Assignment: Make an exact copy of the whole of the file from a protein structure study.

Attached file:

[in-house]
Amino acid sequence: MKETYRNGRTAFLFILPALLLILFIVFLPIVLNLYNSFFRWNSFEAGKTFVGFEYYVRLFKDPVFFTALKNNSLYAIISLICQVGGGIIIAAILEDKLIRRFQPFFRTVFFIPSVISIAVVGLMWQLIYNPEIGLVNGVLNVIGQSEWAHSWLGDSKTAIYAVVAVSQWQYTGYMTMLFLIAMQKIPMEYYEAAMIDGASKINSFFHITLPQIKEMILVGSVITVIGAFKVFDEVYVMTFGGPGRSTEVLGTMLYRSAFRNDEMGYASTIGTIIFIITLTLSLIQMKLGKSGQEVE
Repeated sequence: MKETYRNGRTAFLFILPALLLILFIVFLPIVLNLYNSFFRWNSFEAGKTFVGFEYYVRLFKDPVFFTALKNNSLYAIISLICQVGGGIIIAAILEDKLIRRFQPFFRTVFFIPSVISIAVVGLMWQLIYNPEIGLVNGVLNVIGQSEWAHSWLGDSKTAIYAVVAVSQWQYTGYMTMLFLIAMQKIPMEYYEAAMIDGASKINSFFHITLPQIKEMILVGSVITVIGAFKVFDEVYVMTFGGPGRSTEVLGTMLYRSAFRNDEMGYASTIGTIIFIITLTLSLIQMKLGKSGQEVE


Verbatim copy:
[in-house]
Amino acid sequence: MKETYRNGRTAFLFILPALLLILFIVFLPIVLNLYNSFFRWNSFEAGKTFVGFEYYVRLFKDPVFFTALKNNSLYAIISLICQVGGGIIIAAILEDKLIRRFQPFFRTVFFIPSVISIAVVGLMWQLIYNPEIGLVNGVLNVIGQSEWAHSWLGDSKTAIYAVVAVSQWQYTGYMTMLFLIAMQKIPMEYYEAAMIDGASKINSFFHITLPQIKEMILVGSVITVIGAFKVFDEVYVMTFGGPGRSTEVLGTMLYRSAFRNDEMGYASTIGTIIFIITLTLSLIQMKLGKSGQEVE
Repeated sequence: MKETYRNGRTAFLFILPALLLILFIVFLPIVLNLYNSFFRWNSFEAGKTFVGFEYYVRLFKDPVFFTALKNNSLYAIISLICQVGGGIIIAAILEDKLIRRFQPFFRTVFFIPSVISIAVVGLMWQLIYNPEIGLVNGVLNVIGQSEWAHSWLGDSKTAIYAVVAVSQWQYTGYMTMLFLIAMQKIPMEYYEAAMIDGASKINSFFHITLPQIKEMILVGSVITVIGAFKVFDEVYVMTFGGPGRSTEVLGTMLYRSAFRNDEMGYASTIGTIIFIITLTLSLIQMKLGKSGQEVE